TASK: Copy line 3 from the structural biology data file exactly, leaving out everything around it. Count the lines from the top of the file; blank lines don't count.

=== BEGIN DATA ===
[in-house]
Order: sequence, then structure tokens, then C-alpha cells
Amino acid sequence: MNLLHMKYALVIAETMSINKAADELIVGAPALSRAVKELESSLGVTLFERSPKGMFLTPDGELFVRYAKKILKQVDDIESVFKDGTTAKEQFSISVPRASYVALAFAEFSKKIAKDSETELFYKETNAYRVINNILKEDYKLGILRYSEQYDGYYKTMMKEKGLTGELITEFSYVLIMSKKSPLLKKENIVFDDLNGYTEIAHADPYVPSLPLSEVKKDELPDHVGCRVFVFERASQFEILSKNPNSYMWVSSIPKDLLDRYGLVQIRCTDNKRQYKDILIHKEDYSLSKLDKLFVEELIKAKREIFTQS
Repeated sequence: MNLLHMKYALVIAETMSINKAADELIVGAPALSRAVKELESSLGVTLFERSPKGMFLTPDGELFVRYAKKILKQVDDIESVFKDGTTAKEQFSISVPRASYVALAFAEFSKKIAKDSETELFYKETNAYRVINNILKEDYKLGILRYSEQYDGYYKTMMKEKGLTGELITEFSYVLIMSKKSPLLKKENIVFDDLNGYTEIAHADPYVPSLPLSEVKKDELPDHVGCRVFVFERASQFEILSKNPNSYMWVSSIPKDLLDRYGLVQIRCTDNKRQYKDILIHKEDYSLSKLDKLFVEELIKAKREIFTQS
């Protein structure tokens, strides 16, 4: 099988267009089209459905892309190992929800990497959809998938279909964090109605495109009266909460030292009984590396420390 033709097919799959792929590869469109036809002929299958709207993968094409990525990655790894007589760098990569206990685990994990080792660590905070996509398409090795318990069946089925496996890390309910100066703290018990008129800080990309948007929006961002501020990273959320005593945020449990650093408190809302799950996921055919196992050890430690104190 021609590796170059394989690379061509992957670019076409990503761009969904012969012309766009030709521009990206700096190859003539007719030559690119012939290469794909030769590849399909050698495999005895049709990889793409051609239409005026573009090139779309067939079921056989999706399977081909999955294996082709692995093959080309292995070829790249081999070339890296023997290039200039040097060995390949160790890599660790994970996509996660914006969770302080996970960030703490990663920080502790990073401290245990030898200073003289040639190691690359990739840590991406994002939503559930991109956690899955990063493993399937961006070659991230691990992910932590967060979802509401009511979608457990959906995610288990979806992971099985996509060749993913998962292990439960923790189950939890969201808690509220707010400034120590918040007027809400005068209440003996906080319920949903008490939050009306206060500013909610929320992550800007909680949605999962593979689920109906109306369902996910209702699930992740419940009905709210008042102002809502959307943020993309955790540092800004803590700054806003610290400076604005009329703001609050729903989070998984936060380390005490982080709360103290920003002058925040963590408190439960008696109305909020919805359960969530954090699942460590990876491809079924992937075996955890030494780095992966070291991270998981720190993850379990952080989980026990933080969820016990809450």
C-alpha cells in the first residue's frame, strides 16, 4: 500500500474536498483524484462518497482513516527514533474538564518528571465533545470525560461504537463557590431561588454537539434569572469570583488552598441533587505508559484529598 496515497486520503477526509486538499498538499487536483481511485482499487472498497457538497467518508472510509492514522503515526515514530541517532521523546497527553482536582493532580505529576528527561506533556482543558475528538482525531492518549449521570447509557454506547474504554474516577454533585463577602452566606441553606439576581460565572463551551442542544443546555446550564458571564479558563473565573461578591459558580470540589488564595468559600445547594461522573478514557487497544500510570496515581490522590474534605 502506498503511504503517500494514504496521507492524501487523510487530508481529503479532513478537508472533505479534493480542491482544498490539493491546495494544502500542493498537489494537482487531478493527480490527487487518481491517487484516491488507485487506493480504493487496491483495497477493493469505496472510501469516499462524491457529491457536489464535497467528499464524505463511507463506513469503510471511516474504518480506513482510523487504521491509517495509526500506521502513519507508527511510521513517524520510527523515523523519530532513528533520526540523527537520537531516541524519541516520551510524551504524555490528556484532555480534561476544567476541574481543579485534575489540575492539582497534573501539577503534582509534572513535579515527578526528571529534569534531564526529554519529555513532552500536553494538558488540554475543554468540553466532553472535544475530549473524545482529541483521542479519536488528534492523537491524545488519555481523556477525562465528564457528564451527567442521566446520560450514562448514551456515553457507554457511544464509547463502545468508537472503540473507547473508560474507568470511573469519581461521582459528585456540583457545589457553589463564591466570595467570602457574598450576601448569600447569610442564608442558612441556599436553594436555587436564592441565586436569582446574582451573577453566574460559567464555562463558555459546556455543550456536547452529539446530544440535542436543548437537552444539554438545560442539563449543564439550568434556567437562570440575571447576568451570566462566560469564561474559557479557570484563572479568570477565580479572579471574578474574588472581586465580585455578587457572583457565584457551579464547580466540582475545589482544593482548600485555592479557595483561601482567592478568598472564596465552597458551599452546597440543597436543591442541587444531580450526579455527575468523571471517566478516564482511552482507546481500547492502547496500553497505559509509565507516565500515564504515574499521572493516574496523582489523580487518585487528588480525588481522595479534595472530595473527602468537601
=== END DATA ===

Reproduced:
Amino acid sequence: MNLLHMKYALVIAETMSINKAADELIVGAPALSRAVKELESSLGVTLFERSPKGMFLTPDGELFVRYAKKILKQVDDIESVFKDGTTAKEQFSISVPRASYVALAFAEFSKKIAKDSETELFYKETNAYRVINNILKEDYKLGILRYSEQYDGYYKTMMKEKGLTGELITEFSYVLIMSKKSPLLKKENIVFDDLNGYTEIAHADPYVPSLPLSEVKKDELPDHVGCRVFVFERASQFEILSKNPNSYMWVSSIPKDLLDRYGLVQIRCTDNKRQYKDILIHKEDYSLSKLDKLFVEELIKAKREIFTQS